This is the time of year when food blogs showcase recipes whose primary attribute is their ability to use up huge quantities of zucchini, ideally without anyone noticing. When gardeners force their friends and neighbors to accept large bags of squash, leaving them on people's porches when they're not home.
I have a huge, sunny garden, and by all rights I should be overrun with zucchini. Sadly, I am not.
This is not for lack of trying. I put in four summer squash plants: two "Patio Star" from the nursery, and two "some kind of grey squash, I think" seedlings given to me by someone at the weekly crop swap. Having by that time run out of room in the garden, I even built them a special bed off to the side, where they'd have plenty of room to stretch out their tendrils.
My plants thrived, grew, produced big bright orange flowers. Tiny little baby zucchini appeared. Then, one by one, the baby zucchini shriveled up and died. Starting at the blossom end, they'd turn yellow, then brown, softening into moldy little tubes of mush.
None of the food blog recipes call for mush.
I tried giving them more water, then less, then more again. I checked the internets, which said it was lack of either pollination or calcium. Apparently, most soil has enough calcium, but irregular watering can prevent the plant from absorbing enough. Whoops. On the other hand, this particular bed doesn't have great soil, since I didn't have much compost when I built it. I think I filled it mostly with recycled potting soil from containers whose tenants had passed away. Possibly not the greatest approach to horticulture.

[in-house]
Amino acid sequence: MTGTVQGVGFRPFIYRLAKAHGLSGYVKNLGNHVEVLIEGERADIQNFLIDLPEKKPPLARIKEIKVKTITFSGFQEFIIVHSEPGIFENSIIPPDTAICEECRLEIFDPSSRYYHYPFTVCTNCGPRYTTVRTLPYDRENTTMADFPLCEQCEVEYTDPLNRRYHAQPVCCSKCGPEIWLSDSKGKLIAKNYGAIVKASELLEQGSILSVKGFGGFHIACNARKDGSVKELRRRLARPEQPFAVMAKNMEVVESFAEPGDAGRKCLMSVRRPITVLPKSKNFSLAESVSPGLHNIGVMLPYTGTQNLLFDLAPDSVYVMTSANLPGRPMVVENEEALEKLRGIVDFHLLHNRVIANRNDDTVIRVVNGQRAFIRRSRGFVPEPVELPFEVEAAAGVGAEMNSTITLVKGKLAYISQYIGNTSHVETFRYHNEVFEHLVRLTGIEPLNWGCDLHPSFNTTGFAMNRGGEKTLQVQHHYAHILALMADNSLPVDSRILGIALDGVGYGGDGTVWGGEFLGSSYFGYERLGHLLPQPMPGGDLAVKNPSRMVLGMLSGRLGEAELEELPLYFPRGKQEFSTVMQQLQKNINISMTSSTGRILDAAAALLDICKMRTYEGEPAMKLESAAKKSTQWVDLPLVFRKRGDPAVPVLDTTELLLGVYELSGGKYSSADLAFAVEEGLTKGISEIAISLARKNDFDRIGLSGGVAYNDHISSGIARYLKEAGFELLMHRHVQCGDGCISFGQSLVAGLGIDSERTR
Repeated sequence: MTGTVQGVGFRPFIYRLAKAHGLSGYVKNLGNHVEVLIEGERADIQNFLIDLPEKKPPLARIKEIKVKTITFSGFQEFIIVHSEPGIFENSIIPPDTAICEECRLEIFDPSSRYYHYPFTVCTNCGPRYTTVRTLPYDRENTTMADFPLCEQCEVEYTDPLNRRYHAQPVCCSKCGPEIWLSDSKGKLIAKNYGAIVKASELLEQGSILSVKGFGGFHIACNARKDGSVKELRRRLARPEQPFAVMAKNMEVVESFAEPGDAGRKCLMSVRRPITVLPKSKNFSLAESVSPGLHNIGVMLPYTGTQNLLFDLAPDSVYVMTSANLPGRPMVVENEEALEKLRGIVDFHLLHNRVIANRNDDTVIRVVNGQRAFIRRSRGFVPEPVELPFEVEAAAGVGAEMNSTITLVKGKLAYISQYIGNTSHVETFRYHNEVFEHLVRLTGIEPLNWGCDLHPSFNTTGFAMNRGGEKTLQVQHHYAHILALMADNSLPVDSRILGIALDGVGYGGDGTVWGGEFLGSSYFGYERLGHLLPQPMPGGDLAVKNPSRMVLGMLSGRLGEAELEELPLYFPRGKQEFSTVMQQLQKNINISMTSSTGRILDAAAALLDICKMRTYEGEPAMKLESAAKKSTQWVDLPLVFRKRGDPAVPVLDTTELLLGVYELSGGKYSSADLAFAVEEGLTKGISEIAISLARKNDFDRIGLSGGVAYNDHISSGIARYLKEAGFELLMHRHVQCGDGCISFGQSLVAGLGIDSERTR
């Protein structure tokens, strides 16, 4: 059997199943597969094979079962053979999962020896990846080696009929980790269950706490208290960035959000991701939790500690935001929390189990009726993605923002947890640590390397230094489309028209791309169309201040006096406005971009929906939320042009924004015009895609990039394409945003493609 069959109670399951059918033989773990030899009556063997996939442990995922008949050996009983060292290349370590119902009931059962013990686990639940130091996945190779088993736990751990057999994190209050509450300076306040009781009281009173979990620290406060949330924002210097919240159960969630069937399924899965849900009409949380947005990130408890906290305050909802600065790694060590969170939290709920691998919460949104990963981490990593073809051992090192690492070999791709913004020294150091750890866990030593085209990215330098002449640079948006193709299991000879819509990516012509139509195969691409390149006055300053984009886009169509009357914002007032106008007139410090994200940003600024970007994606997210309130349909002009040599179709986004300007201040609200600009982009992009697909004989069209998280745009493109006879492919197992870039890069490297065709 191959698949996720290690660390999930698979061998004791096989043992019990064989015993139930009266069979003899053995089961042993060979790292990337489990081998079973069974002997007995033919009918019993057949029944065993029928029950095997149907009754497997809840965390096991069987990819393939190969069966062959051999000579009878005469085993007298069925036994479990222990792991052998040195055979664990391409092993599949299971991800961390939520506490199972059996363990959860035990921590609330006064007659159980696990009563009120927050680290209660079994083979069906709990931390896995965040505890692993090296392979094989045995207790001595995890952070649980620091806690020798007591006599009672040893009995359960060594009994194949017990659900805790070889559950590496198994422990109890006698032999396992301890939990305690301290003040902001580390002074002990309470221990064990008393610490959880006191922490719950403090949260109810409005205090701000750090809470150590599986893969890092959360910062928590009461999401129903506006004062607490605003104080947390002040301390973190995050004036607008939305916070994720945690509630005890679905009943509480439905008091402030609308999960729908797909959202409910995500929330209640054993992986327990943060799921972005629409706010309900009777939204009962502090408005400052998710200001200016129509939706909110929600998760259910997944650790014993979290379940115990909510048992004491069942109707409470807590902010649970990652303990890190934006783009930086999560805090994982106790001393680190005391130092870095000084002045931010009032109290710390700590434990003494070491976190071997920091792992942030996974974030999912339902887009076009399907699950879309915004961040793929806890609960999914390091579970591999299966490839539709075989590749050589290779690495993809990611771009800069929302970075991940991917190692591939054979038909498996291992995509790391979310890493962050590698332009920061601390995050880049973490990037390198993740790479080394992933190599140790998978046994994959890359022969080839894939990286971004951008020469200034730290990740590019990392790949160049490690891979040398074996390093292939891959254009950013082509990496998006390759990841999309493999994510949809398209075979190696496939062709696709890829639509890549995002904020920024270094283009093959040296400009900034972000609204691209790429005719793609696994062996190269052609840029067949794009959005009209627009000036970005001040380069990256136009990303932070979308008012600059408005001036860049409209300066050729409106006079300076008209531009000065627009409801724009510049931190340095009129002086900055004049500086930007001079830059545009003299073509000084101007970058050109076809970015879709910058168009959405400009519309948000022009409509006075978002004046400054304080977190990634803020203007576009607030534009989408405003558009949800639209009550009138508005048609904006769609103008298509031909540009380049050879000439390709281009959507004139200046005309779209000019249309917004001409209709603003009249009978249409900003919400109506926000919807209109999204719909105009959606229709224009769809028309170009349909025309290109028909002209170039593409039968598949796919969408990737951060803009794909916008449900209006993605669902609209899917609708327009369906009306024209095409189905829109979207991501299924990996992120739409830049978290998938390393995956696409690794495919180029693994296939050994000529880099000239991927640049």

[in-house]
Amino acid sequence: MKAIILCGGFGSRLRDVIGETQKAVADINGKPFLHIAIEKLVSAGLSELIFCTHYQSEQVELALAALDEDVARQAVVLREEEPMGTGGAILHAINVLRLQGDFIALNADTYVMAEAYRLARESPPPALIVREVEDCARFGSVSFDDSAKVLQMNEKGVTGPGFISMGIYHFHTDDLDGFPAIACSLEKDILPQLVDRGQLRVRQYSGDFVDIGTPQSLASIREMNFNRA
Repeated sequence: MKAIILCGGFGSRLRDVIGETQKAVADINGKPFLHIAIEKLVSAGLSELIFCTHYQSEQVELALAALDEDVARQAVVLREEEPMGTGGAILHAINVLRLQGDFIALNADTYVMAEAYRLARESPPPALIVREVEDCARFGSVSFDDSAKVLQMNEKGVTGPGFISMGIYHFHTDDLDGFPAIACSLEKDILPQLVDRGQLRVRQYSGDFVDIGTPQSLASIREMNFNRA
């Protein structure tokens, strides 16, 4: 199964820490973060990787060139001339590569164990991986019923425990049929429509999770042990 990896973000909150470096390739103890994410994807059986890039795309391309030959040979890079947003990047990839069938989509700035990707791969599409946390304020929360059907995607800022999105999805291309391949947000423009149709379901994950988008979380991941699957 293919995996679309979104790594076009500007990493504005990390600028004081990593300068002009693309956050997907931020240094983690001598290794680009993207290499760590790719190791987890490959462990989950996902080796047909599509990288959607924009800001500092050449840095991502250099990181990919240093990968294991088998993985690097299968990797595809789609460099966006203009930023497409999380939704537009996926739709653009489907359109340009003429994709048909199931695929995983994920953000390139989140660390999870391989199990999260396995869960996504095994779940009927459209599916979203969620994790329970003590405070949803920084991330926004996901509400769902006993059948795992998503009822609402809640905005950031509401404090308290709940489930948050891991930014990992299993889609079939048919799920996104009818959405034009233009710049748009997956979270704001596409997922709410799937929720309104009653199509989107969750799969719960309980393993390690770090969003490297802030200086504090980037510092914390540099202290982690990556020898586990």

I grabbed a q-tip and hand-pollinated all the flowers, just in case that was the issue. Added a thick layer of eggshell-rich compost, and vowed to water more regularly. In the meantime: if you're one of those unfortunate souls with more zucchini than you can handle, feel free to bring them over. And while you're here, take a bag of kale home with you.
Wednesday, July 18, 2012
Since she manages to feed herself without cutting down the flowers, hasn't affected our own consumption, and amuses me, I haven't pestered her. I know it sets a bad precedent, but I imagine when the sunflower seeds run out she'll return to mooching off the neighbor who actually puts peanuts out for the squirrels. If not, we will have words then. And by words, I mean the garden hose.